We must keep some beds for color, but not carry this to excess. Spring flowers are the loveliest of all, and the art of the gardener is shown in securing a regular succession, from the early Crocus to the Chrysanthemum, (Japan's emblem), in the dying days of autumn. Mr. Bright regrets, as we do, the absence from our gardens of many plants known and admired by our grand-parents. Who can show a bed of the Christmas Rose, or Helleborus.

J. T. asks why sulphuric acid must be used to make phosphates useful as a manure? Simply that the substance may be dissolved for nature to use it. The manufacture of this cheap acid is extensive in this country, and in England, 832,000 tons are annually made. Cheap glass and cheap soap depend on the cheap production of oil of vitriol, - a sour substance to contribute to our light and cleanliness.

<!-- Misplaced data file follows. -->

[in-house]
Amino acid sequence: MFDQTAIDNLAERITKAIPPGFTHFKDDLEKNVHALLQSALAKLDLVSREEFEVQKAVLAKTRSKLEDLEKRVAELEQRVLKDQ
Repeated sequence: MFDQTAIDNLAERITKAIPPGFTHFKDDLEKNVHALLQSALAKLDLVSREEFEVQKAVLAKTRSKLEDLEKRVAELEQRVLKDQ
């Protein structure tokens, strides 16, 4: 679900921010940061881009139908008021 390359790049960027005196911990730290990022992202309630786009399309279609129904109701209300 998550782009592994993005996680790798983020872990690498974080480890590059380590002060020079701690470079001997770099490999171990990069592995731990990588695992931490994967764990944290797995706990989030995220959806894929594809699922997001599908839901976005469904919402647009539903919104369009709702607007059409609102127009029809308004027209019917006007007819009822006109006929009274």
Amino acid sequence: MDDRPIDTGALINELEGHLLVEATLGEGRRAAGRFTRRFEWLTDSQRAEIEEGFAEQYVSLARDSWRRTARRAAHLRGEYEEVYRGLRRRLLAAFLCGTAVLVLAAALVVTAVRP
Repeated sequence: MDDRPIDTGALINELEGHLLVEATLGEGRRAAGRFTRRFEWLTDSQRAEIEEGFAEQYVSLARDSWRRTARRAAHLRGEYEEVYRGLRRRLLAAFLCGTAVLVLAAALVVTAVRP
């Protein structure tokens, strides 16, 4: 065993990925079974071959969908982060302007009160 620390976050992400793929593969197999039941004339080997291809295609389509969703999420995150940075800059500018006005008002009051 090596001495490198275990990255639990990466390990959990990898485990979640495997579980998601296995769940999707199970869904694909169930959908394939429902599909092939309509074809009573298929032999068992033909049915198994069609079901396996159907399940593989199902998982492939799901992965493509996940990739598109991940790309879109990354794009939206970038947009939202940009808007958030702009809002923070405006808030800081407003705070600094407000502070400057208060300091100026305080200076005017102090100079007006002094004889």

Flies and mosquitoes are so troublesome in the warm weather that various contrivances are resorted to, to abate the nuisance. Catching the former by a glue that their wonderfully formed feet cannot escape when once they are in it, is very effective; and now we want a mosquito cure that will be more effective than the wire and the curtain. Cannot an American inventor discover an attractive bait, and thus make a fortune?